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West Orange Times & Observer Wednesday, Jul. 15, 2020 1 year ago

Foreclosure imminent for Stoneybrook West golf course

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Realtor/investor Steve Fusilier is working with the city and Stoneybrook West HOA to create a plan for restoring the course.
by: Danielle Hendrix Associate Editor

Restoration of the Stoneybrook West golf course could be coming soon, but not without a multimillion-dollar price tag.

Steve Fusilier, a Realtor and investor who recently purchased the mortgage note on the course, said he has initiated the process of foreclosure and is working on obtaining a writ of possession to assume ownership. Miguel Vidal — who also owned Legends Golf and Country Club in Clermont — assumed ownership of the club last spring but incurred a multitude of code violations because of lack of maintenance.

Vidal still has the right for possession and redemption should he choose to pay off the debt. However, Fusilier said that hasn’t happened yet, and he cannot begin any work until the courts grant him possession of the course. He’s optimistic that should happen within 30 to 45 days.

“We’ve tried to work with the current mortgagee, and unfortunately, he hasn’t been proactive with it, so what we’re trying to do is make sure that the golf course doesn’t slide off the mountain, because it’ll get to a certain point where there’s no return,” Fusilier said. “Right now, we have a point of return, but if it lasts too much longer … then it may be in a position where financially it just doesn’t make sense to put the money back into it no matter what. That’s our big push, and that was our conversation with the community.”

Fusilier met via Zoom Wednesday, July 8, with Winter Garden staff, Stoneybrook West residents and the homeowners association to discuss options moving forward. On the top of the list is revitalizing the golf-course community in which the homeowners purchased their properties.

“We’ve got a lot of different options and really (are) just letting them pick what fits best for the community and the outside area,” Fusilier said. “We’ve kind of laid the candy bucket on the table and said, ‘Pick what you like and tell us, and we’ll get a game plan and move forward with it.’”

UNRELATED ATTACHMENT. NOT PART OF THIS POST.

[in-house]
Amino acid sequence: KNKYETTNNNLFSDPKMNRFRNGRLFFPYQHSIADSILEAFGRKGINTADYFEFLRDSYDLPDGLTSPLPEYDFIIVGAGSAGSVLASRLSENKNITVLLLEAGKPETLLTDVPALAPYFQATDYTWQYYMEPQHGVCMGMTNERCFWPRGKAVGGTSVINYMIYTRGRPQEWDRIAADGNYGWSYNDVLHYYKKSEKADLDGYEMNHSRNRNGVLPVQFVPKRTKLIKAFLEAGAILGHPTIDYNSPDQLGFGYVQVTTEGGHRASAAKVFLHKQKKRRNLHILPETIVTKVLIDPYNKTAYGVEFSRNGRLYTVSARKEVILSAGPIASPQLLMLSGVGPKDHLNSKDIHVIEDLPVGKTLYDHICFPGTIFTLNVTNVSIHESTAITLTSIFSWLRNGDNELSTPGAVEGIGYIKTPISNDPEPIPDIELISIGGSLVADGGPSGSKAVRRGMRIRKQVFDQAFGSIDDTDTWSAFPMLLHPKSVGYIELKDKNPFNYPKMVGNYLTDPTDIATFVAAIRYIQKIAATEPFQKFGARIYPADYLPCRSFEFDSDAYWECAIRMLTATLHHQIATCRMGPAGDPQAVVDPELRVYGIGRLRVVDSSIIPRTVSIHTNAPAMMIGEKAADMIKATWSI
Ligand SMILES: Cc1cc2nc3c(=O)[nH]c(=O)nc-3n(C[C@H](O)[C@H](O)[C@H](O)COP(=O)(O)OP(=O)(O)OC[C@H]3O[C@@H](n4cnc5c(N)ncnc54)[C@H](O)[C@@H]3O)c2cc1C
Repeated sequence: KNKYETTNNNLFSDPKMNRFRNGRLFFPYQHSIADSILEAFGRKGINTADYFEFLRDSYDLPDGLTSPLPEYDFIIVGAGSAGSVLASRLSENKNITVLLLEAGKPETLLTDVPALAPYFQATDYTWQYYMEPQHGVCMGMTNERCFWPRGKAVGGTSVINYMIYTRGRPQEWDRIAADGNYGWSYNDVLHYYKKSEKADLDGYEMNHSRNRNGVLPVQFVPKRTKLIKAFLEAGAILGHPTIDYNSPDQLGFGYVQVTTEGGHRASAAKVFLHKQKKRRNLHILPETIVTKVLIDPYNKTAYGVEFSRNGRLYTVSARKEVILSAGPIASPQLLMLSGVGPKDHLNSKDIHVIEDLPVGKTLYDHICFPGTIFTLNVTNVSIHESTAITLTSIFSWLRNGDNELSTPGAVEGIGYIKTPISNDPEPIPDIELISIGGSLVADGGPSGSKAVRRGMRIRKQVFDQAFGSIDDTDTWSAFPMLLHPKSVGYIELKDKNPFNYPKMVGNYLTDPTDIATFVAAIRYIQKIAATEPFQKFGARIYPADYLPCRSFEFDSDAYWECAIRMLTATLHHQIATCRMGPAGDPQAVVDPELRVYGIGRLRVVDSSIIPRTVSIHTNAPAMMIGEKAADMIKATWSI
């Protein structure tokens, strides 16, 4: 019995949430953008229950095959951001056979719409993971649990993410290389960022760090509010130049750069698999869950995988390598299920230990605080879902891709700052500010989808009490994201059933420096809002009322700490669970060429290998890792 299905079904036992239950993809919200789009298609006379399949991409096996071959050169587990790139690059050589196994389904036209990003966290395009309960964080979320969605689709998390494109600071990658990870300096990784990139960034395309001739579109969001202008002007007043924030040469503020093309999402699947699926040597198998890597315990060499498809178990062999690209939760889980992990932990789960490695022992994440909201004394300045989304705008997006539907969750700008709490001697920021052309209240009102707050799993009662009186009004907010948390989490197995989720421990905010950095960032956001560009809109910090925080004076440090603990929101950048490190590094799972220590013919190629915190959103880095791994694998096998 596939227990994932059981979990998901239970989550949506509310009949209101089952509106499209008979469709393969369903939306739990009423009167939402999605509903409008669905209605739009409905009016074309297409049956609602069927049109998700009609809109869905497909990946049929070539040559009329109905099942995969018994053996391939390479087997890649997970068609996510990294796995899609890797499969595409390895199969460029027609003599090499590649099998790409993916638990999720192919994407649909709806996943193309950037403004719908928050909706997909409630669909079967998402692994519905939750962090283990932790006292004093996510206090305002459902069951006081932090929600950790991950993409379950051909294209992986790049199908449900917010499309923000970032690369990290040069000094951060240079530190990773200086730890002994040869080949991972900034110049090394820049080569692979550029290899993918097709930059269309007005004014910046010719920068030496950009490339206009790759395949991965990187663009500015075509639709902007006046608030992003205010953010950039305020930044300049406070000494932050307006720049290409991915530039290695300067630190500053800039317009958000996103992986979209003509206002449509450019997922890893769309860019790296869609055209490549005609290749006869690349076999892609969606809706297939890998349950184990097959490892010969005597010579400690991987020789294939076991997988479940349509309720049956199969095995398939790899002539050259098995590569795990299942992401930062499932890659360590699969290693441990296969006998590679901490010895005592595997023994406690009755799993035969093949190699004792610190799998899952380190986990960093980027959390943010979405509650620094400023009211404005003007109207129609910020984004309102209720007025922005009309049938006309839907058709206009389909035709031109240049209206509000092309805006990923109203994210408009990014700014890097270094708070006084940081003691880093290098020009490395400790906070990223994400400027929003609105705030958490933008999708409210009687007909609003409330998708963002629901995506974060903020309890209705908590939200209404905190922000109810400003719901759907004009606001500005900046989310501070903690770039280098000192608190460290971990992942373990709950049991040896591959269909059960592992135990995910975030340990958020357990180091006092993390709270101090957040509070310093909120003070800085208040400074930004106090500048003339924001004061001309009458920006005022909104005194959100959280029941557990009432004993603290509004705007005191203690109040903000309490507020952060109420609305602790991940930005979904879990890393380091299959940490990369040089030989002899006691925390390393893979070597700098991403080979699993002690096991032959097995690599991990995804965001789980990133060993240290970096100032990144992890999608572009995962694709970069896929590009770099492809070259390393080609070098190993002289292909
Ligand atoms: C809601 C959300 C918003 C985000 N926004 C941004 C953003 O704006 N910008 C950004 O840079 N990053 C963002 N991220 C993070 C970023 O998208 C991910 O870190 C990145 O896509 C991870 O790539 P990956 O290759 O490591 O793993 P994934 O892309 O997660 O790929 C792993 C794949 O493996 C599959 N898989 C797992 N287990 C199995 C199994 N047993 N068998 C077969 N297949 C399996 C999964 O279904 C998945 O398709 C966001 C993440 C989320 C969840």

Although there are no concrete plans, the think tank is brimming with ideas. Fusilier hopes to bring to fruition the renovation of the 17,000-square-foot clubhouse. His vision is to turn it into a multi-restaurant venue — a pizza restaurant/brewery concept, as well as a Dexter’s restaurant — along with a pro shop. This would include outdoor seating.

“We’ve had over probably 100 to 150 community members reach out with some unbelievable weighted conversations and support,” he said. “They realize they’ve got a problem. … We’re trying to save (the golf course), trying to get a game plan that makes sense perpetually to keep it going and always have a golf course in the city of Winter Garden — and at the doorsteps of the golf-course community all those residents purchased in.”

Fusilier estimates it will cost several million dollars to get the golf course back up to standards — which could take at least six to eight months — and to get the clubhouse renovated, along with other necessary maintenance. Some development, he said, is a conversation that has to happen to make this a reality.

“Their goal is to keep the course and not do anything, but … without some support from the community in the area and some inherent dollars that are in the current entitlements of the property, there’s no way it’s going to be successful,” Fusilier said. “There’s only so many golfers that … golf it per day. If you have 40 or 50 golfers a day, do the math — $18 to $30 a round, there’s no way you can pay for 165 acres and a 17,000-square-foot commercial center and a golf course and all the other stuff that goes along with it.”

At the July 9 Winter Garden commission meeting, City Manager Mike Bollhoefer updated commissioners on Fusilier’s vision.

“To make this work financially, he would need to be able to develop some property — townhomes, apartments, nothing’s set in stone yet or been designed,” Bollhoefer said. “At this point, the city’s listened to what the gentleman has to say and the HOA is listening, but it’s still an unknown. But I think the good news is getting it away from Miguel, getting (it into) another hand, I think we’re at least going to get closer and closer to a resolution.”

Danielle Hendrix is the Associate Editor for the West Orange Times & Observer and the Windermere Observer. She is a 2015 graduate of the University of Central Florida, from which she earned a bachelor's degree in journalism with a minor in world comparative studies. ...

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